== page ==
Science center internship helps teens share energy efficiency message

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Science center internship helps teens share energy efficiency message

July 26, 2017 - 00:33
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  Matthew Goncher, a senior at Marian Catholic High
  School, explains the difference in energy usage
  between CFL and LED bulbs to 9-year-old Dominic
  Cortes of Flossmoor. Goncher helped create the
  energy conservation exhibit at the Homewood
  Science Center.
(Photos by Marilyn Thomas/
  H-F Chronicle)
 
Do you realize you’re adding to your electric bill by leaving chargers, devices and appliances plugged in while not in use?
 
Your DVD/DVR player could be costing you as much as $47 each year; a plasma TV between $8 and $16; and a printer $10 in additional electricity.
 
That was one of the lessons presented by 10 high school students interning at the Homewood Science Center courtesy of Schneider Electric.
 
Their information on energy efficiency was shared at the center’s program “Think Globally, Act Locally: You Can Make a Sustainable Difference” on July 22.
 
  Homewood Science Center
  summer interns, from left,
  Katherine O'Shea of Marian
  Catholic High School,
  Victoria D'Astici of
  Homewood-Flossmoor
  High School and Tava
  Oosterbaan of Marian
  Catholic, explain how
  turning off electrical devices
  can reduce energy costs.

 
The idea behind the program was to get students into a teachable moment, said Jeff McClain, director of operations at Schneider’s Homewood office.
 
As part of the company’s community outreach, he worked with center Executive Director Edie Dobrez to create the internship that involved Katherine “Katie” O’Shea, Victoria D’Astici, Tava Oosterbaan, Matthew Goncher, Tabitha Willis, Sheldon Branch, Stefano Pannone, Tim McGrath, Antonio Archilla and Udo Anidobu ― students at Homewood-Flossmoor, Marian Catholic and Mt. Carmel High Schools.
 
Over four sessions meeting with McClain and his team, the students selected topics that would inform residents “about the importance of energy efficiency and things we can do in the home that help in the home and the larger macro environment,” McClain said.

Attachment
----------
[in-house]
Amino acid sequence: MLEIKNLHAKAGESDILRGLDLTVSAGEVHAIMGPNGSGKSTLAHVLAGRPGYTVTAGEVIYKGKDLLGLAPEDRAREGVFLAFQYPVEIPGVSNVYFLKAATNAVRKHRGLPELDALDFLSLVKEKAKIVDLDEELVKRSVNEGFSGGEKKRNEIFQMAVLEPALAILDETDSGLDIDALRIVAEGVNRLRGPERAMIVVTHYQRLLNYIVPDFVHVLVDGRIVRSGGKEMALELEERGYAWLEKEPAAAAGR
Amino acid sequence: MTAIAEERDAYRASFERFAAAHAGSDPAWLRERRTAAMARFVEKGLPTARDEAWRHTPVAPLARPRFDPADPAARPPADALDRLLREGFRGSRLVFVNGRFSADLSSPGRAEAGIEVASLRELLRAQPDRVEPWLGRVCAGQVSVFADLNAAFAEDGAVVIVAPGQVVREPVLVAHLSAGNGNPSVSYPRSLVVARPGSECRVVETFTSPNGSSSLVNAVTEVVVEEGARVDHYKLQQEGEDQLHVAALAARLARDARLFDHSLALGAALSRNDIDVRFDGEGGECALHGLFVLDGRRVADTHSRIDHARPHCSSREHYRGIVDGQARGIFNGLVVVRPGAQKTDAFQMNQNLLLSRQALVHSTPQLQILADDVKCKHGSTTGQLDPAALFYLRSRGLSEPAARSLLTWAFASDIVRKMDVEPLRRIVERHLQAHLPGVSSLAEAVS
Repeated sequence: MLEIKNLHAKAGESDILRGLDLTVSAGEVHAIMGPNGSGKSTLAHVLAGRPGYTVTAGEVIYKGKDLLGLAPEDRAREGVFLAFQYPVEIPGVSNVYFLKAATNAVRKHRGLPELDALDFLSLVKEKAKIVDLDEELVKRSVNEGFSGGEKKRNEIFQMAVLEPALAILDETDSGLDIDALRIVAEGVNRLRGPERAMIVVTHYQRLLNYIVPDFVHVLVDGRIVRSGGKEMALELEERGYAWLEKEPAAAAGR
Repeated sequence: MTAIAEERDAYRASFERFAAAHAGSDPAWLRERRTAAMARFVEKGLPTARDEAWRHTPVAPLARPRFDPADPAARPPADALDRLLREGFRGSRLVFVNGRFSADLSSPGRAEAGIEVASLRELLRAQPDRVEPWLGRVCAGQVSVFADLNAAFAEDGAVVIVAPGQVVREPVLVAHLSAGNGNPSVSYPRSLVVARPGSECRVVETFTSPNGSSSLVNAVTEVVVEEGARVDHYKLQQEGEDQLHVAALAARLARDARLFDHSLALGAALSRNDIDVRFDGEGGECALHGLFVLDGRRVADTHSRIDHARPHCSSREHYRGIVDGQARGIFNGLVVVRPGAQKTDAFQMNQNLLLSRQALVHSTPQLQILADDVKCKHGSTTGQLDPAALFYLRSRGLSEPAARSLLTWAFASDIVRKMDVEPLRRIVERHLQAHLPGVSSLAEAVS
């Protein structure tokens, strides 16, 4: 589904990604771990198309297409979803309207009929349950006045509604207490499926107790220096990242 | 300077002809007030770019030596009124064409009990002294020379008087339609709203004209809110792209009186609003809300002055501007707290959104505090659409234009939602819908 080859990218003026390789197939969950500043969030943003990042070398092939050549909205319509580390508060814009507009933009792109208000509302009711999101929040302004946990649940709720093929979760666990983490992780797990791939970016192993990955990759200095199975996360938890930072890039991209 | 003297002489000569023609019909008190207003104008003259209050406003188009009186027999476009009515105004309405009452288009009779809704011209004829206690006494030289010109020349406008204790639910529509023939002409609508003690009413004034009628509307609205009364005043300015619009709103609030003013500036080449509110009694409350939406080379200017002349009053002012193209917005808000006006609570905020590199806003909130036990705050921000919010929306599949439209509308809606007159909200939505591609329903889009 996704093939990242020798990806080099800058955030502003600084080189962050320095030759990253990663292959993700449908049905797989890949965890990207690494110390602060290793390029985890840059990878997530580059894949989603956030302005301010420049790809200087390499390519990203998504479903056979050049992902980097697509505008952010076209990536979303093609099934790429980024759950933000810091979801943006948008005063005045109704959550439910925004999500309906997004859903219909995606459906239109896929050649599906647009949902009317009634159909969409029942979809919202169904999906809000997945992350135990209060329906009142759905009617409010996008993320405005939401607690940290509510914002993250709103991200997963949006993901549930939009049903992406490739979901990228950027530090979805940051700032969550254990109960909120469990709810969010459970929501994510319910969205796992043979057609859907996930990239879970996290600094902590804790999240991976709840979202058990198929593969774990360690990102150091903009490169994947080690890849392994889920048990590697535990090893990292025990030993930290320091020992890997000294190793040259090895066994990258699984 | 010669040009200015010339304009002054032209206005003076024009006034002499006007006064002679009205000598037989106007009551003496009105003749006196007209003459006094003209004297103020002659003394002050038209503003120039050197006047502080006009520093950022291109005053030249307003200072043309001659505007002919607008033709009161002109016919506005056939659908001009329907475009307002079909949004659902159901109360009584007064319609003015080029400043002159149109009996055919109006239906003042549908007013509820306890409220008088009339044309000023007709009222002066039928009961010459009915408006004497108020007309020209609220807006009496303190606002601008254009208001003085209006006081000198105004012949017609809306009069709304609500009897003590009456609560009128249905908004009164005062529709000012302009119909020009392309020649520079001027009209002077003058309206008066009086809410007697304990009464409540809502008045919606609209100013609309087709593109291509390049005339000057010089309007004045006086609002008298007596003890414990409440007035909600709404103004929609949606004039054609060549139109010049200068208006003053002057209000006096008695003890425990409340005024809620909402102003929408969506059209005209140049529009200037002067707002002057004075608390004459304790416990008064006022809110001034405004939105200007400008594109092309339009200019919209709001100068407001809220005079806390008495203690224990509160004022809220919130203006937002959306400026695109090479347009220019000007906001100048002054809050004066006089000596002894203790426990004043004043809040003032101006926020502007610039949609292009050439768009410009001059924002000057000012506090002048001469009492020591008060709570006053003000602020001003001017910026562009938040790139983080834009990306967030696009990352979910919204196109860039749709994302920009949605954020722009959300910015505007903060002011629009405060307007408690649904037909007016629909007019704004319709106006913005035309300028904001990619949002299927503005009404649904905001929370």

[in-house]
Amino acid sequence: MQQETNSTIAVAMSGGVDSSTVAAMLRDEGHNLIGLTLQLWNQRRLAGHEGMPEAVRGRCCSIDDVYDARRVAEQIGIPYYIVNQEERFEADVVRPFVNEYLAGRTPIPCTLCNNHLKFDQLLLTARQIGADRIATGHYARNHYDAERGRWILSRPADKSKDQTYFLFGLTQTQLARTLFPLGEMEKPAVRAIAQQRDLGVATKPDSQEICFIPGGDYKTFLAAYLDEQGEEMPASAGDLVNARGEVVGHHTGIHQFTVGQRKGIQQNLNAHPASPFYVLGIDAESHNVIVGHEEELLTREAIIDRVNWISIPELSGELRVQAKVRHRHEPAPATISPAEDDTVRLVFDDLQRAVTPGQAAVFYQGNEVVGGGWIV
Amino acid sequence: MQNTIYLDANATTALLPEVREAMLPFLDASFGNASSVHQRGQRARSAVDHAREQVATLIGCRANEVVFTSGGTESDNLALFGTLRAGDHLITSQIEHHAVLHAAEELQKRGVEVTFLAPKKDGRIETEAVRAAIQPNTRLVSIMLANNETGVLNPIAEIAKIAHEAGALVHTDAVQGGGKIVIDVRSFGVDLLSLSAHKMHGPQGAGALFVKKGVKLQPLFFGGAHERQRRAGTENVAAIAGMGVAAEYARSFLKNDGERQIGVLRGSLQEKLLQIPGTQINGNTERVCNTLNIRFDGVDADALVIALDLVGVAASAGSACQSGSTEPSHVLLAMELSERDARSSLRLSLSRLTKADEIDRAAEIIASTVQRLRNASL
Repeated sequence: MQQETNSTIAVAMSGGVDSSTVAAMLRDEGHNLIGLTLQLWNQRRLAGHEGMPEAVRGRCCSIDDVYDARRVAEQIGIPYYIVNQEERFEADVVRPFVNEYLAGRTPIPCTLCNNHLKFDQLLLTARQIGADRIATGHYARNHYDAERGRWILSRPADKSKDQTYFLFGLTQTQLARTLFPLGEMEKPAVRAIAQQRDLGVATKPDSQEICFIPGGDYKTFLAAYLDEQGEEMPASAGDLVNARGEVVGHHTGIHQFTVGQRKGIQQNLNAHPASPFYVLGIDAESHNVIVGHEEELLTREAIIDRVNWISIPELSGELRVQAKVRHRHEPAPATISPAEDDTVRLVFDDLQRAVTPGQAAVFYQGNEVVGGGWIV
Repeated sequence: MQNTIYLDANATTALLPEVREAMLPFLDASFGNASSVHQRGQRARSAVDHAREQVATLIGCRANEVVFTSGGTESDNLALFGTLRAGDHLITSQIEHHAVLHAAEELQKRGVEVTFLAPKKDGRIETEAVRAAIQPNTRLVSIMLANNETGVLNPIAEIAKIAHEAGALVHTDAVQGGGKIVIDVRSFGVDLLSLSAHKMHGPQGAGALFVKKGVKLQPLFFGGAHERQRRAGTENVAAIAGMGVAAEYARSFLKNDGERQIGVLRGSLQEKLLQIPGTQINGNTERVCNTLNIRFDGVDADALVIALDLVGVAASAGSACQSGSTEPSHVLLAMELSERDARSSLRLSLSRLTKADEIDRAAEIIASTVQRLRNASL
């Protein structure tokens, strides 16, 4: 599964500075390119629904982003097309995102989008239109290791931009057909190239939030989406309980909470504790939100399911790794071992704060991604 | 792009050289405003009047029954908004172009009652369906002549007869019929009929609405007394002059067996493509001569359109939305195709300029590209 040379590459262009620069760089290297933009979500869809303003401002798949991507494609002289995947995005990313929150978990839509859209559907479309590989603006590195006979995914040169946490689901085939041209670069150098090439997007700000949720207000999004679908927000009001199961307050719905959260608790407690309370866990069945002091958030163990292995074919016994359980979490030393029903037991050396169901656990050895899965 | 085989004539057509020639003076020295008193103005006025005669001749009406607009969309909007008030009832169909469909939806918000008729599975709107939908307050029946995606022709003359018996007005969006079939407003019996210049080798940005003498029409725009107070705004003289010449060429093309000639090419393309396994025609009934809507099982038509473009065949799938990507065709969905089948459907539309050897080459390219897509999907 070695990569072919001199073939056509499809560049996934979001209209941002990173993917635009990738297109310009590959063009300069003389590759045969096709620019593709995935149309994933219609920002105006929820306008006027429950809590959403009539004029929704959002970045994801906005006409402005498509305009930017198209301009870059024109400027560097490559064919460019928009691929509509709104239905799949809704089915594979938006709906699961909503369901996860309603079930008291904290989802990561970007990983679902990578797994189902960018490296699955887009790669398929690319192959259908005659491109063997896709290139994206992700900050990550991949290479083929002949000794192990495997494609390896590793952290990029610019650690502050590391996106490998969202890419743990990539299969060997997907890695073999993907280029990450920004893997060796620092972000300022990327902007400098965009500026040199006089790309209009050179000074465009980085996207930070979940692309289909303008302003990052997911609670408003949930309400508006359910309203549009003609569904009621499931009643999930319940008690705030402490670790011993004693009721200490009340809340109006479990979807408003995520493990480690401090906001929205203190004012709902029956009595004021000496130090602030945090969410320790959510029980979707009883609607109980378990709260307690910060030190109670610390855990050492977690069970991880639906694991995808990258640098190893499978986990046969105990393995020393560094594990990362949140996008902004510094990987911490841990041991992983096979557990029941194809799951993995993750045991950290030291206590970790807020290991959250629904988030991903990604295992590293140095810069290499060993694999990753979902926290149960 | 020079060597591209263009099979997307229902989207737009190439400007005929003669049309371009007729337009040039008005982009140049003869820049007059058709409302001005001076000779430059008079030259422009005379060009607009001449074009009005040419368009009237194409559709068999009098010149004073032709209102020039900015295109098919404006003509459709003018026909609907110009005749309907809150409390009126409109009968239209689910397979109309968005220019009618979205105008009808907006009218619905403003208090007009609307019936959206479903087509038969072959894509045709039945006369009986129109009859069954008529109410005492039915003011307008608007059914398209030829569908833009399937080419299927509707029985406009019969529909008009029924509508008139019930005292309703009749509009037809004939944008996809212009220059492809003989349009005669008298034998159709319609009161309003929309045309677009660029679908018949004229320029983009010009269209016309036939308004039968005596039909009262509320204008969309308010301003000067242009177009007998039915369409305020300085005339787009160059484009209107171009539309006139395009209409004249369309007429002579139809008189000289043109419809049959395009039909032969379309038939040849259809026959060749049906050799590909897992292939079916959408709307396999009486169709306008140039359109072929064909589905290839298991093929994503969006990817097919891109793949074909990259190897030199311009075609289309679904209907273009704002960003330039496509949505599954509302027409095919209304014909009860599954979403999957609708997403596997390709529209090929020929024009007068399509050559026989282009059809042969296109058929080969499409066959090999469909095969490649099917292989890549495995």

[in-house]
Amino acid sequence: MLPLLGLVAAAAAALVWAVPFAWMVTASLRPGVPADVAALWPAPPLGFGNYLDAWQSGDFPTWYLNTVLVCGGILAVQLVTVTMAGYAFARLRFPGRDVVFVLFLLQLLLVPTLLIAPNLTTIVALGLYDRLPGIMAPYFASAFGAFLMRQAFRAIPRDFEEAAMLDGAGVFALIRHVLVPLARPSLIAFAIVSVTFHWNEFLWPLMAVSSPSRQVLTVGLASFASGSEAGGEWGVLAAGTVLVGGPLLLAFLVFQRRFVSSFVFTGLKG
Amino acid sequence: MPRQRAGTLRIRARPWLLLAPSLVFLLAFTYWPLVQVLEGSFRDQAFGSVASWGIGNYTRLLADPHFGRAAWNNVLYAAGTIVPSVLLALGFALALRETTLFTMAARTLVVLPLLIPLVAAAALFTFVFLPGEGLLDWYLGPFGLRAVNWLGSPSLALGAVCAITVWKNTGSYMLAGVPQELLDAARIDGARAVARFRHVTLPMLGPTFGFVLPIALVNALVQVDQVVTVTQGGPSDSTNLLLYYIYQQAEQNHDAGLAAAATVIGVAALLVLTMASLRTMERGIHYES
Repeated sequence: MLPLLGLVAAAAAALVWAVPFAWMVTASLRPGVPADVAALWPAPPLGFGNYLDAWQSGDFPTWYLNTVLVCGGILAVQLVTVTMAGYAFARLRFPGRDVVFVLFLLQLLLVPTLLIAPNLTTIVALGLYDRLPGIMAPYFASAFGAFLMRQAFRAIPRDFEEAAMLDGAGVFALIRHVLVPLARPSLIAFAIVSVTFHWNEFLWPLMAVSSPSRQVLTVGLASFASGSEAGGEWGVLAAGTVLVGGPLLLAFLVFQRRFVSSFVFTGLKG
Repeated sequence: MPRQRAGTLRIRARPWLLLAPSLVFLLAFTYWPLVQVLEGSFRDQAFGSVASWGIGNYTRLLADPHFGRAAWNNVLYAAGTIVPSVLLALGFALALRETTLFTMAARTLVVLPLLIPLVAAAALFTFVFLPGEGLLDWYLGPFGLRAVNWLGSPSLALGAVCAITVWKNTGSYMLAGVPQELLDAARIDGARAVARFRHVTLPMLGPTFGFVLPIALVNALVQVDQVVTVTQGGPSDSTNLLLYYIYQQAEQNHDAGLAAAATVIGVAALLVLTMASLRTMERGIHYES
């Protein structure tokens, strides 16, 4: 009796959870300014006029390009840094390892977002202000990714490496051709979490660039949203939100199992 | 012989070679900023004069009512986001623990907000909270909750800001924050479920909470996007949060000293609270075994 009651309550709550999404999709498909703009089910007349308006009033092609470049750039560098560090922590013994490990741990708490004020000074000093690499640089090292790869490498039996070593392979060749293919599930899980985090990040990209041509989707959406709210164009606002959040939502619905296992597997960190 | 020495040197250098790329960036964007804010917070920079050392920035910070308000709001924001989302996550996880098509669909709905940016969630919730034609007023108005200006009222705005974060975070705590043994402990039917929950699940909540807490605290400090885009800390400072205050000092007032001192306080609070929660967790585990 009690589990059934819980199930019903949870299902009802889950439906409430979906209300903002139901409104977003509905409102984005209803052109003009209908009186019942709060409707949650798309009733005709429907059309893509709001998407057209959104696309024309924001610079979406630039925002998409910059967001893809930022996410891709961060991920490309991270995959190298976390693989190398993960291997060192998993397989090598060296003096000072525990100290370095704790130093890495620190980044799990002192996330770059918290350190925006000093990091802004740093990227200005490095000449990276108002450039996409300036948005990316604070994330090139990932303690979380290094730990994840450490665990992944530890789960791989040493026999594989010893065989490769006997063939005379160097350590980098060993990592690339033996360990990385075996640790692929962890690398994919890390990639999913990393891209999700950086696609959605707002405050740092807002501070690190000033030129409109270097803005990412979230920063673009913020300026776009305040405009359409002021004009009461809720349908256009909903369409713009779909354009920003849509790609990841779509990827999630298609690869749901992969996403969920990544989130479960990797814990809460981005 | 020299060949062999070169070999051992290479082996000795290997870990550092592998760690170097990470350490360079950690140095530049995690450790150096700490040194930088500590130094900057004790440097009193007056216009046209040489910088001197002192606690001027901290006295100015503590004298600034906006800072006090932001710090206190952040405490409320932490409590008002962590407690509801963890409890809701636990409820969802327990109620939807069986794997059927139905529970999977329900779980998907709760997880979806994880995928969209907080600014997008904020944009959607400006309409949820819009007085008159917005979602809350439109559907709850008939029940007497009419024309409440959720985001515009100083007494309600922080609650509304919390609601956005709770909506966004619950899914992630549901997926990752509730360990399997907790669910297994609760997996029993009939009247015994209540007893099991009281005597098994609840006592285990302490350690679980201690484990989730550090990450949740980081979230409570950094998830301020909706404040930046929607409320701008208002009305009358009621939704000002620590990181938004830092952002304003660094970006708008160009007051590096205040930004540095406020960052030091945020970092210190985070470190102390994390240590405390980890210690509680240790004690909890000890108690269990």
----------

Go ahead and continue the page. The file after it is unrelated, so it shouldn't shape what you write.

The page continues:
Through student-created displays, guests were able to see how much energy their devices were using. After flipping the switch that shut off the device, the number registered to zero.
 
During her presentation, Katie suggested using power strips that allow for multiple device plug-ins, and is the easiest way to shut them off. She and her teammates were anxious to get that message out because by needlessly running devices “not only are you using (energy) but the house next to you and your neighborhood and your town and your state. These are generators running!” she said.
 
Another exhibit looked at light bulb use. America is moving away from the incandescent light bulb to energy efficient bulbs. First out was the CFL that users recognize as the curly cue bulb. But the exhibit showed that moving to LED bulbs reduces costs, and the bulb emits more light.
 
The interns used their math skills to calculate savings: 1,000 homes saving 10 percent electricity use would reduce 1 megawatt of electricity per year. At 1.22 pounds of carbon dioxide (CO2) per kilowatt, this would reduce CO2 emissions by 592 metric tons per year.

CO2 is considered by scientists to be a major contributor to global climate change.
 
“That’s extremely substantial,” Tava said.
 
Kristy Reardon of Homewood, who stopped by the science center was “very impressed. I learned a lot. These kids are the future," and will be the ones to inspire change, she said.